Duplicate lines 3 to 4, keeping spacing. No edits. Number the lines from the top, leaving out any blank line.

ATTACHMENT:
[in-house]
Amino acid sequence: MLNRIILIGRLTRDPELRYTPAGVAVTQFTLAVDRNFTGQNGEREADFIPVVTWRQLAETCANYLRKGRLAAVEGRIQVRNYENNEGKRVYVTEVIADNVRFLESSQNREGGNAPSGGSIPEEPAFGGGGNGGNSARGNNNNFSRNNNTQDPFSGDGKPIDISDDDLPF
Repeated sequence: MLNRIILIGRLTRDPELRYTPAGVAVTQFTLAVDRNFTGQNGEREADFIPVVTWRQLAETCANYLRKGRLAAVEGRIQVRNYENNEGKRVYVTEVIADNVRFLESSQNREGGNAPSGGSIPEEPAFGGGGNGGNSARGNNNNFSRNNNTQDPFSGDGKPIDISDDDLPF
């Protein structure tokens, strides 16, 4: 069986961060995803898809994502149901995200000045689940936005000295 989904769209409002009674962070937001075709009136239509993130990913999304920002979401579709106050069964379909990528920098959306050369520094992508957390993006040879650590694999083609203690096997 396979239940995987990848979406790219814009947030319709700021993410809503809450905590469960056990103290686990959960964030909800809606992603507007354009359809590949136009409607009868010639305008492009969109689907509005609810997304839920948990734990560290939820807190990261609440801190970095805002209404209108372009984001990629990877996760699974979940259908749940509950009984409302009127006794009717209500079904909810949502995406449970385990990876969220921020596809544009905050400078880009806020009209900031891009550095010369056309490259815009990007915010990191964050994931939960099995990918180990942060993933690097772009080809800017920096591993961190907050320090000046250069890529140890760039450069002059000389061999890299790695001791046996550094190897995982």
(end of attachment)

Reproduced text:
Repeated sequence: MLNRIILIGRLTRDPELRYTPAGVAVTQFTLAVDRNFTGQNGEREADFIPVVTWRQLAETCANYLRKGRLAAVEGRIQVRNYENNEGKRVYVTEVIADNVRFLESSQNREGGNAPSGGSIPEEPAFGGGGNGGNSARGNNNNFSRNNNTQDPFSGDGKPIDISDDDLPF
């Protein structure tokens, strides 16, 4: 069986961060995803898809994502149901995200000045689940936005000295 989904769209409002009674962070937001075709009136239509993130990913999304920002979401579709106050069964379909990528920098959306050369520094992508957390993006040879650590694999083609203690096997 396979239940995987990848979406790219814009947030319709700021993410809503809450905590469960056990103290686990959960964030909800809606992603507007354009359809590949136009409607009868010639305008492009969109689907509005609810997304839920948990734990560290939820807190990261609440801190970095805002209404209108372009984001990629990877996760699974979940259908749940509950009984409302009127006794009717209500079904909810949502995406449970385990990876969220921020596809544009905050400078880009806020009209900031891009550095010369056309490259815009990007915010990191964050994931939960099995990918180990942060993933690097772009080809800017920096591993961190907050320090000046250069890529140890760039450069002059000389061999890299790695001791046996550094190897995982």